Revolution Through Social Enterprise' Conference

I'm heading down to Malibu next week to give the keynote for the 'Revolution Through Social Enterprise' Conference at Pepperdine. Should be a lot of fun: it's my first visit to the Pepperdine campus.

Speaking at college campuses has to be one of the best parts of my work. Two nights ago, I spoke at the Haas School of Business at UC Berkeley, in a class on social enterprise taught by my buddy Jim Schorr, former CEO of Juma Ventures. Like many other classes in social entrepreneurship, it's way oversubscribed. The amount of enthusiasm on campuses for socially relevant learning is terrific, and gives me great confidence for the future of the movement.

Coming up just in the next month, I'm also giving talks at Stanford and Kellogg Business School(at Northwestern), and trying to schedule talks lots of other places in the not so distant future.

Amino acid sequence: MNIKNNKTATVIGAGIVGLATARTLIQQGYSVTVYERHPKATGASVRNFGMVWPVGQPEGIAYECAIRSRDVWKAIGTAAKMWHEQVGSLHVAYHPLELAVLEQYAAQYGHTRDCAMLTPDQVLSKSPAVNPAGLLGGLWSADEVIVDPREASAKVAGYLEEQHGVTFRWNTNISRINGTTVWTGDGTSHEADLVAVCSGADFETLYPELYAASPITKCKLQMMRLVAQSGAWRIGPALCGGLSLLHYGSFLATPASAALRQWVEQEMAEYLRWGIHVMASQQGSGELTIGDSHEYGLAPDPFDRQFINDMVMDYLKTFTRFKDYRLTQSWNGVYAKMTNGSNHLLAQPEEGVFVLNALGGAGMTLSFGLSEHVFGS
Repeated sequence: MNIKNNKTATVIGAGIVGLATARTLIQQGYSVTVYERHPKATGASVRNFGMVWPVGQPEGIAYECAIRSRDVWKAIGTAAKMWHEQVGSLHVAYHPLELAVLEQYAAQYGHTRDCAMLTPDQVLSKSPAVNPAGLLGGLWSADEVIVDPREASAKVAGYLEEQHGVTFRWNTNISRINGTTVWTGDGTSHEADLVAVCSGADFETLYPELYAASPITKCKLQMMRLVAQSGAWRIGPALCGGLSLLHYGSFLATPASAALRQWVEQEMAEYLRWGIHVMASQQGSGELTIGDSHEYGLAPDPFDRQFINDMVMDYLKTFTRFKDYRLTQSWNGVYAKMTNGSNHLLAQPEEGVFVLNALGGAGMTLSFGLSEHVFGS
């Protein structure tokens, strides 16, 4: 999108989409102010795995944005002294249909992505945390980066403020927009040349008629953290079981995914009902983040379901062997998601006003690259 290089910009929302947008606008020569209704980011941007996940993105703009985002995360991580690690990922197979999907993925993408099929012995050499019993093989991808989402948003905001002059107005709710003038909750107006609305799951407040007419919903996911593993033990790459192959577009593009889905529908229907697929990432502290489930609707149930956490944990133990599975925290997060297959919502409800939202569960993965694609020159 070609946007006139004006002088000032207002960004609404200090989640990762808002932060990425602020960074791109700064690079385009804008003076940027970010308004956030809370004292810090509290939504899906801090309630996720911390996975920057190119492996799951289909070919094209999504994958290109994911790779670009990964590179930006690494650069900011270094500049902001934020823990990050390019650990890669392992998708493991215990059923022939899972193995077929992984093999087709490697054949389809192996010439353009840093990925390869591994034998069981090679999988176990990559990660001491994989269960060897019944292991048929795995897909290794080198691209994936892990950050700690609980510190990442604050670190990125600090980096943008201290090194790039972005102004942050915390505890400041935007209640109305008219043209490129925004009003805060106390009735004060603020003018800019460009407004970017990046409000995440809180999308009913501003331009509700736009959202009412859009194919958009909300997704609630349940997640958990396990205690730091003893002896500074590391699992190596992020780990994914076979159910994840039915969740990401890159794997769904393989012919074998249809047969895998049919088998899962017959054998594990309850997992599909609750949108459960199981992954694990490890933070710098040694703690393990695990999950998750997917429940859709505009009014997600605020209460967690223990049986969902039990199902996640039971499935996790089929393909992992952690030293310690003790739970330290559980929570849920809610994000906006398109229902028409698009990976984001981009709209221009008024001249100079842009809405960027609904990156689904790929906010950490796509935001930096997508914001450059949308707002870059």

Kelsey Jae said…
Hi! I am a Pepperdine Law student who attended this amazing conference. I am interested in knowing more about the pricing v. donating issue. Can you suggest some sources? Thanks!
Jim Fruchterman said…
Good question. Most of my sources are from experience, but I know there's more material in the foregin aid reform movement. If you value something at zero, most people will follow your lead. Tech abandonment rates (% of people still using a tech product one year after acquisition) are often over 50% on donated products, whereas they were under 10% for our priced products (including those provided at less than cost). The free software people have run into big problems in Africa because people assume there's a trick when something of claimed value is provided free.

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